If you want something that is actually reasonable and productive, look at Paint Shop Pro. But make sure you get a version before JASC sold out to Corel, who apparently set out immediately to emulate Adobe's worst traits while handicapping what made PSP great. I think version 7 is the last before Corel? Anyway, I use PSP5 all the time and love it. I've got PSP 10 (I think it is?) but never use it, the older version is FAR superior...
Russ
Master Floor Sweeper

Jose Rivera
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Photo editing

Post by Jose Rivera » Tue May 20, 2008 10:33 pm

For resizing, cropping and other simple digital image editing I use Microsoft Office Picture Manager.

I use Photoshop only for real advanced editing. I found this little program extremely easy to use and useful.

And is automatically in your computer if you have installed MS Office 2000 or later.

I have set to open automatically all .JPG of TIFF files (and others graphics files). This little program is hard to beat!
There are no problems, only solutions.
--------------
Retired journeyman machinist and 3D CAD mechanical designer - hobbyist - grandpa

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seal killer
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Post by seal killer » Wed May 21, 2008 7:21 am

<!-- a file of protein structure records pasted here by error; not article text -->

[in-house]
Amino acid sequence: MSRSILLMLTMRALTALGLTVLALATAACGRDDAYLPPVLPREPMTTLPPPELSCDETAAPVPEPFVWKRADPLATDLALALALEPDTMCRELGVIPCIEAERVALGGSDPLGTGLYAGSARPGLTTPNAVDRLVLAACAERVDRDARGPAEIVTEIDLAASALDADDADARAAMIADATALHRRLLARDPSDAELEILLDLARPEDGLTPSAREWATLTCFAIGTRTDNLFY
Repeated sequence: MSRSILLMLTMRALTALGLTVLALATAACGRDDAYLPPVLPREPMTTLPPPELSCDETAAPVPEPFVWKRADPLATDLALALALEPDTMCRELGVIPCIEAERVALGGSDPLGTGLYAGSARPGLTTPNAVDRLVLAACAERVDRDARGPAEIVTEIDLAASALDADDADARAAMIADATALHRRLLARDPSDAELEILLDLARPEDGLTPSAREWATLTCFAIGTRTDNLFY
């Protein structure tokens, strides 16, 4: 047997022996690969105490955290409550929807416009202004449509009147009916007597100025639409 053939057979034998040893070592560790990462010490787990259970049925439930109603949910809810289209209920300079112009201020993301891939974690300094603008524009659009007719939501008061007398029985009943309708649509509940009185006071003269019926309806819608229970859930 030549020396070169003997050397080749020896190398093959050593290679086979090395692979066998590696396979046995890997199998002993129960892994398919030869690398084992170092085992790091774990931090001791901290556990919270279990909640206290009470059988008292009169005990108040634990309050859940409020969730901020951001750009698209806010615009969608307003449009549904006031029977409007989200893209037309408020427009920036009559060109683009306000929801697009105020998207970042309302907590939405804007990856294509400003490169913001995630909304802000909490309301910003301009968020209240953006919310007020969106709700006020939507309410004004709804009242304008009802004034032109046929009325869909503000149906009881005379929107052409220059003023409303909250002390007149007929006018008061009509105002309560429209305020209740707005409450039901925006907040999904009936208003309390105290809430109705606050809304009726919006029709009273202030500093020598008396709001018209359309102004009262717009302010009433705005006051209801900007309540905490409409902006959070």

Michael and BadDog and Jose and All--

My picture editing requirements are pretty simple . . .

1) Since I am no longer interested in photo manipulation, I don't want to learn ANYTHING. I want it to be so obvious my kids could do it . . . no, wait! They can do ANYTHING. I want it to be easy.

2) I have to already own it, or it has to be cheap, or it has to be free. I have some choices in all three areas.

My wife suggested Picasa. It is free. She said it is dirt easy to use. You can download it off the Internet. She will install it for me.

I think I will try it.

--Bill
You are what you write.

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J Tiers
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Post by J Tiers » Mon May 26, 2008 9:02 pm

Frank Ford wrote: "F-8, and BE THERE,"
You probably ARE there, for a shop pic, but the F-8 is right-on..... Gives you depth of field that isn't obtainable other ways.

You can be off a bit on focus, even on a close-up, and still get a good picture.

Most photo manipulation software is too complex. G-imp is one.... Does LOTS of things I don't want to do......... All I generally want or need is:

Re-sizing..... to post-able and e-mailable size

Overall brighten or darken

Cropping

Once in a while I convince myself that I want to try to do color re-balancing..... and after trying to do it, I remember again why I don't do that.

An old version of micro-soft picture-it does what I need...... Good thing I got it back when computers didn't yet have "restore disks", but actually 'came with" software so you got an independent license.